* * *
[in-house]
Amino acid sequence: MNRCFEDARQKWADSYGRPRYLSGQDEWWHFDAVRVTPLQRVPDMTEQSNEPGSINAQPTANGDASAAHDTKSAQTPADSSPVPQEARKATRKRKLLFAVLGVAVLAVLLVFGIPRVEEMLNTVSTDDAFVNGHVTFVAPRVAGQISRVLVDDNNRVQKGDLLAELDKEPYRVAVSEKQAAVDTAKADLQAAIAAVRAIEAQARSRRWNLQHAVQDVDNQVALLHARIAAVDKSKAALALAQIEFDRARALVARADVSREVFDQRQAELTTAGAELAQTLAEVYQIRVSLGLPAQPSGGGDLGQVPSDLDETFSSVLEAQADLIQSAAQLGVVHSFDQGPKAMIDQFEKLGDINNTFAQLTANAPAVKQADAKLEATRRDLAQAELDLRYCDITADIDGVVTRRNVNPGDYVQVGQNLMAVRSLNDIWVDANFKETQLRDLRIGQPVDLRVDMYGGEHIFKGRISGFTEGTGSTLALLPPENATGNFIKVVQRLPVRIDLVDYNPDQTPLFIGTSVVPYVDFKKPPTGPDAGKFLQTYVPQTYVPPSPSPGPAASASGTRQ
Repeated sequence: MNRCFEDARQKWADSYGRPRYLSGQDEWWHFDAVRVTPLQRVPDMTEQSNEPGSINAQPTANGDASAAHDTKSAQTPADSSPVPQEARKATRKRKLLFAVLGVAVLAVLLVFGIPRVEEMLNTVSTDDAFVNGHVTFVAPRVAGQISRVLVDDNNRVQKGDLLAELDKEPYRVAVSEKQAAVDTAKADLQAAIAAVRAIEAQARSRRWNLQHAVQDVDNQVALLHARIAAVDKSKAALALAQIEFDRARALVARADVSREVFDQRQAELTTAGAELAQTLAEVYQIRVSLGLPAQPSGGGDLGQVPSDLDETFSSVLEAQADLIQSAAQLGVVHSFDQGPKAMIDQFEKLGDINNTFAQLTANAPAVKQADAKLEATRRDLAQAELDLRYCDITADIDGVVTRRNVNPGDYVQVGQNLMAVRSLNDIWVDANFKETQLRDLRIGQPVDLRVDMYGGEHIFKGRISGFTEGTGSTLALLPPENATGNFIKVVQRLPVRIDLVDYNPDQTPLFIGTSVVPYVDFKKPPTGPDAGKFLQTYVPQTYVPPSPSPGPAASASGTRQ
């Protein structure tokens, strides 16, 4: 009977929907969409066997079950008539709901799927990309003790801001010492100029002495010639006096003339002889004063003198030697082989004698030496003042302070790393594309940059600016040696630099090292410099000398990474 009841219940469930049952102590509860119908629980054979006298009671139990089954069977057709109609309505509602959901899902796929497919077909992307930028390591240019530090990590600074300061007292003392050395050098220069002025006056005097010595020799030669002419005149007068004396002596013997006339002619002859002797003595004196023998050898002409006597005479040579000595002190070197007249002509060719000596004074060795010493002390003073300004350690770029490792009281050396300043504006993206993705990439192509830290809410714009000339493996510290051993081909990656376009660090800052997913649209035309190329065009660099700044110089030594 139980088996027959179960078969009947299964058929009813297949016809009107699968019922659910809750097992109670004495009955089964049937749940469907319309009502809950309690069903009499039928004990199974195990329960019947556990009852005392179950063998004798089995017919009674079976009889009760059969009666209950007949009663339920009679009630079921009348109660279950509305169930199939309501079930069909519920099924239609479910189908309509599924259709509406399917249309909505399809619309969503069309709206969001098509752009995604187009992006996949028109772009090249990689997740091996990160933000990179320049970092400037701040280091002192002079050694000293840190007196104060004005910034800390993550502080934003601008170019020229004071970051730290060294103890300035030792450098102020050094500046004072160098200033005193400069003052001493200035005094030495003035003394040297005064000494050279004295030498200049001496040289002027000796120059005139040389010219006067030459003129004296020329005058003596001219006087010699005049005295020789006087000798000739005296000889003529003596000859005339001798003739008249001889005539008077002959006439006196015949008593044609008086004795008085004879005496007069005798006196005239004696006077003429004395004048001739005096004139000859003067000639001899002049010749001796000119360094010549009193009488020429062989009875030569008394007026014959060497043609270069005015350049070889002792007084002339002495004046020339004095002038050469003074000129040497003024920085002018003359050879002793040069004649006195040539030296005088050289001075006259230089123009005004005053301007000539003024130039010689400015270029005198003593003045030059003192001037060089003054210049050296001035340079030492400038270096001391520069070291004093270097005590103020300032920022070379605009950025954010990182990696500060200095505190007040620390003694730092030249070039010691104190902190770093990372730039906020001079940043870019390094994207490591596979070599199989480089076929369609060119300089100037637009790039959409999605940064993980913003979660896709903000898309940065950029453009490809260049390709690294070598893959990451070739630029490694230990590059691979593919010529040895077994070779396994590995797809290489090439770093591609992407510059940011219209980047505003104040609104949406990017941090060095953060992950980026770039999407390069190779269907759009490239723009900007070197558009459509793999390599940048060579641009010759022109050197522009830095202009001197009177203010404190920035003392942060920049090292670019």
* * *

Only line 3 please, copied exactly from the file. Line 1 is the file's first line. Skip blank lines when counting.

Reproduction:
Repeated sequence: MNRCFEDARQKWADSYGRPRYLSGQDEWWHFDAVRVTPLQRVPDMTEQSNEPGSINAQPTANGDASAAHDTKSAQTPADSSPVPQEARKATRKRKLLFAVLGVAVLAVLLVFGIPRVEEMLNTVSTDDAFVNGHVTFVAPRVAGQISRVLVDDNNRVQKGDLLAELDKEPYRVAVSEKQAAVDTAKADLQAAIAAVRAIEAQARSRRWNLQHAVQDVDNQVALLHARIAAVDKSKAALALAQIEFDRARALVARADVSREVFDQRQAELTTAGAELAQTLAEVYQIRVSLGLPAQPSGGGDLGQVPSDLDETFSSVLEAQADLIQSAAQLGVVHSFDQGPKAMIDQFEKLGDINNTFAQLTANAPAVKQADAKLEATRRDLAQAELDLRYCDITADIDGVVTRRNVNPGDYVQVGQNLMAVRSLNDIWVDANFKETQLRDLRIGQPVDLRVDMYGGEHIFKGRISGFTEGTGSTLALLPPENATGNFIKVVQRLPVRIDLVDYNPDQTPLFIGTSVVPYVDFKKPPTGPDAGKFLQTYVPQTYVPPSPSPGPAASASGTRQ